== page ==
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Sleep duration and diet quality among women within 5 years of childbirth in the United States- a cross-sectional study
  • Published Date:
    Sep 2016
  • Source:
    Matern Child Health J. 20(9):1869-1877.


Public Access Version Available on: September 01, 2017 information icon
Please check back on the date listed above.
Details:
  • Pubmed ID:
    27090412
  • Pubmed Central ID:
    PMC5007202
  • Funding:
    UL1 TR000161/TR/NCATS NIH HHS/United States
    K24 HL124366/HL/NHLBI NIH HHS/United States
    U01 DP006093/DP/NCCDPHP CDC HHS/United States
    U01 HL105268/HL/NHLBI NIH HHS/United States
    KL2 TR000160/TR/NCATS NIH HHS/United States
  • Document Type:
  • Collection(s):
  • Description:
    Objective

    Only 9% of women with young children consume a high quality diet. The association between sleep duration and health may be U-shaped. We examined diet quality in relation to sleep duration among U.S. women within 5 years of childbirth.

    Methods

    Data were from non-pregnant women aged 20-44 years within 5 years of childbirth who completed two 24-hour dietary recalls (N=896) in the National Health and Nutrition Examination Survey (NHANES) 2005-2012. Self-reported weekday/workday sleep duration was categorized as short (≤6 hours), adequate (7-8 hours), or long (≥9 hours). The Healthy Eating Index (HEI-2010, range: 0-100) estimated overall and components of diet quality. Multivariable-adjusted linear regression models estimated the association between sleep duration and diet quality, adjusting for age, race/ethnicity, and education.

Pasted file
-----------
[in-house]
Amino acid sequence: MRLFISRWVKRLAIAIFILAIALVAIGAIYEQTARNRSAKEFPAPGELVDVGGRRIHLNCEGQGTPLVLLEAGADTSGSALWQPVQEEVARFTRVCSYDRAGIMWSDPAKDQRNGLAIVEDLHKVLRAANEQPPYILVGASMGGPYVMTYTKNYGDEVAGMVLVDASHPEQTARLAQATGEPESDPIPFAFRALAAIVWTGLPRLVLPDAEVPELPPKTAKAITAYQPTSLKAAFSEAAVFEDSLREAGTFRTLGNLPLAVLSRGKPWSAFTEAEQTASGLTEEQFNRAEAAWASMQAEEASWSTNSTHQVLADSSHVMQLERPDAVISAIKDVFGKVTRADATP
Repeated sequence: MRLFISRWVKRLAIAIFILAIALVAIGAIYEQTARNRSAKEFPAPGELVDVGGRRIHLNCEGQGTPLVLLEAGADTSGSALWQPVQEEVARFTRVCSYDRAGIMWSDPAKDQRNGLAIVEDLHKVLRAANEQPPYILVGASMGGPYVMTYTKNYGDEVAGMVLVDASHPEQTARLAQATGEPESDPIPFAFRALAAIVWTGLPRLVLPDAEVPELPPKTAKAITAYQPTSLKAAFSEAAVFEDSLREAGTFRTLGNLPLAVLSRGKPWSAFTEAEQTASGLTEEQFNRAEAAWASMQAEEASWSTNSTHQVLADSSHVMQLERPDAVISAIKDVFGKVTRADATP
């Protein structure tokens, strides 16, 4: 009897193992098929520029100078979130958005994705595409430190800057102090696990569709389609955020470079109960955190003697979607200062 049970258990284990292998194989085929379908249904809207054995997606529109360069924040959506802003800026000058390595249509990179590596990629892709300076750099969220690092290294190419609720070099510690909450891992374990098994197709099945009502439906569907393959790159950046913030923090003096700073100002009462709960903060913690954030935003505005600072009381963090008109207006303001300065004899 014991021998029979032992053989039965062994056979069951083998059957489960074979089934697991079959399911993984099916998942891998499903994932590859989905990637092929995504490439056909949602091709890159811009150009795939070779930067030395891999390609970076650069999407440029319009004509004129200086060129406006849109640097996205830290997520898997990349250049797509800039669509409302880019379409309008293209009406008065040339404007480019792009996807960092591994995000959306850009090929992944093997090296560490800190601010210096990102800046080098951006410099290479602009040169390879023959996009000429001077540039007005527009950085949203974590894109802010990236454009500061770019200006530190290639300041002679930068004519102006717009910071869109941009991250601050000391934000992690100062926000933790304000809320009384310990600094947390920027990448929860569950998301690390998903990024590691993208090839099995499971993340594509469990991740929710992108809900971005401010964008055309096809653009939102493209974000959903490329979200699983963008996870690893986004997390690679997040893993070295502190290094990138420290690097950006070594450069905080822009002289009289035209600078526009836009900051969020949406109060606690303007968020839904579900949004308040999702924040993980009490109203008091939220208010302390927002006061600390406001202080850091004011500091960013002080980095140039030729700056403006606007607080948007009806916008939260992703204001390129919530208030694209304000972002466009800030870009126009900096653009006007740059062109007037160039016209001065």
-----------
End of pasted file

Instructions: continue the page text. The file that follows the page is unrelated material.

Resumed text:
Results

    Thirty-four percent of women reported short, 57.1% adequate, and 8.6% long sleep duration. The average diet quality total score was 47.4 out of 100. Short sleep duration was not associated with diet quality. Long sleep duration was associated with lower quality diet (β = −4.3; 95% CI: −8.1 - −0.4), lower consumption of total fruit (β = −0.7; 95% CI: −1.3 - −0.1), whole fruit (β = −0.9; 95% CI: −1.6 - −0.2), and total protein (β = −0.7; 95% CI: −1.3 - −0.03), and higher consumption of empty calories (β = 2.2; 95% CI: −4.3 - −0.1).

    Conclusions for Practice

    Future studies should examine the longitudinal association between sleep duration and diet quality among women following childbirth and whether interventions to improve sleep can enhance diet quality.

  • Supporting Files:
    No Additional Files